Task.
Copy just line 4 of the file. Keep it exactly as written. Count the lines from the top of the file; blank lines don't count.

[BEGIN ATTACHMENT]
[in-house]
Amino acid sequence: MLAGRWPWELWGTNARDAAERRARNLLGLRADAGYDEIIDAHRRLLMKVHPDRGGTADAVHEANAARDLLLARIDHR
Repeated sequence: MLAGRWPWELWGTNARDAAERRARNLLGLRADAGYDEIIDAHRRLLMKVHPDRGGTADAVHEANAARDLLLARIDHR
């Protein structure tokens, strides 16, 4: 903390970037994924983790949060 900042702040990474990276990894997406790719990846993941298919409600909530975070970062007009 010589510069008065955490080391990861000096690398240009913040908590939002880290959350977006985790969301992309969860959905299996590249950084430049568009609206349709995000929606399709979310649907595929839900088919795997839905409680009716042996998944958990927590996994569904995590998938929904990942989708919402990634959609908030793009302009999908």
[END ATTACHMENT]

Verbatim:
């Protein structure tokens, strides 16, 4: 903390970037994924983790949060 900042702040990474990276990894997406790719990846993941298919409600909530975070970062007009 010589510069008065955490080391990861000096690398240009913040908590939002880290959350977006985790969301992309969860959905299996590249950084430049568009609206349709995000929606399709979310649907595929839900088919795997839905409680009716042996998944958990927590996994569904995590998938929904990942989708919402990634959609908030793009302009999908």